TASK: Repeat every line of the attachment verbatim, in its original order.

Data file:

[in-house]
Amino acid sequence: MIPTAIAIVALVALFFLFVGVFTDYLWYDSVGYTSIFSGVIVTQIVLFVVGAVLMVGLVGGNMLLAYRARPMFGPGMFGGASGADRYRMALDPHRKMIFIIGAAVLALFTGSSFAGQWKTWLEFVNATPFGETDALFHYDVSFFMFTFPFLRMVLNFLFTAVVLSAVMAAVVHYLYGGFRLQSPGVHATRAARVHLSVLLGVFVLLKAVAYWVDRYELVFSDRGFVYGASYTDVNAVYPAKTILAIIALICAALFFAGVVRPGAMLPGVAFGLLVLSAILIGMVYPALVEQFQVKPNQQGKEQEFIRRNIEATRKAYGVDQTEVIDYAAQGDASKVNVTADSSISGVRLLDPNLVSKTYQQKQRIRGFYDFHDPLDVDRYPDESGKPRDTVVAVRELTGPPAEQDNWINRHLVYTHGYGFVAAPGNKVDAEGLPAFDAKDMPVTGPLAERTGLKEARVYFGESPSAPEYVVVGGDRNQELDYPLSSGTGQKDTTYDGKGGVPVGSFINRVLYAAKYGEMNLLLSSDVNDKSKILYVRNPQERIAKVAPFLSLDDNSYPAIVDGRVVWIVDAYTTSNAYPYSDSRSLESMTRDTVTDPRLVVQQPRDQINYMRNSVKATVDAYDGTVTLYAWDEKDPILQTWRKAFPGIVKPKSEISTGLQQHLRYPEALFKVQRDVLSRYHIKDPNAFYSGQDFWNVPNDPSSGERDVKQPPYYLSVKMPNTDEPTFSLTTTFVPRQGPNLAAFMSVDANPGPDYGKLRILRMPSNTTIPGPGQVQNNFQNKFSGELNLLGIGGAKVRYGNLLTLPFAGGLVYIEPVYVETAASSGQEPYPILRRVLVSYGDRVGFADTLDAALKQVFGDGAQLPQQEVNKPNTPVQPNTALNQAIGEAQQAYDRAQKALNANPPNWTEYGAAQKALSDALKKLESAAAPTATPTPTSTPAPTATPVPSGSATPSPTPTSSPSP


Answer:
[in-house]
Amino acid sequence: MIPTAIAIVALVALFFLFVGVFTDYLWYDSVGYTSIFSGVIVTQIVLFVVGAVLMVGLVGGNMLLAYRARPMFGPGMFGGASGADRYRMALDPHRKMIFIIGAAVLALFTGSSFAGQWKTWLEFVNATPFGETDALFHYDVSFFMFTFPFLRMVLNFLFTAVVLSAVMAAVVHYLYGGFRLQSPGVHATRAARVHLSVLLGVFVLLKAVAYWVDRYELVFSDRGFVYGASYTDVNAVYPAKTILAIIALICAALFFAGVVRPGAMLPGVAFGLLVLSAILIGMVYPALVEQFQVKPNQQGKEQEFIRRNIEATRKAYGVDQTEVIDYAAQGDASKVNVTADSSISGVRLLDPNLVSKTYQQKQRIRGFYDFHDPLDVDRYPDESGKPRDTVVAVRELTGPPAEQDNWINRHLVYTHGYGFVAAPGNKVDAEGLPAFDAKDMPVTGPLAERTGLKEARVYFGESPSAPEYVVVGGDRNQELDYPLSSGTGQKDTTYDGKGGVPVGSFINRVLYAAKYGEMNLLLSSDVNDKSKILYVRNPQERIAKVAPFLSLDDNSYPAIVDGRVVWIVDAYTTSNAYPYSDSRSLESMTRDTVTDPRLVVQQPRDQINYMRNSVKATVDAYDGTVTLYAWDEKDPILQTWRKAFPGIVKPKSEISTGLQQHLRYPEALFKVQRDVLSRYHIKDPNAFYSGQDFWNVPNDPSSGERDVKQPPYYLSVKMPNTDEPTFSLTTTFVPRQGPNLAAFMSVDANPGPDYGKLRILRMPSNTTIPGPGQVQNNFQNKFSGELNLLGIGGAKVRYGNLLTLPFAGGLVYIEPVYVETAASSGQEPYPILRRVLVSYGDRVGFADTLDAALKQVFGDGAQLPQQEVNKPNTPVQPNTALNQAIGEAQQAYDRAQKALNANPPNWTEYGAAQKALSDALKKLESAAAPTATPTPTSTPAPTATPVPSGSATPSPTPTSSPSP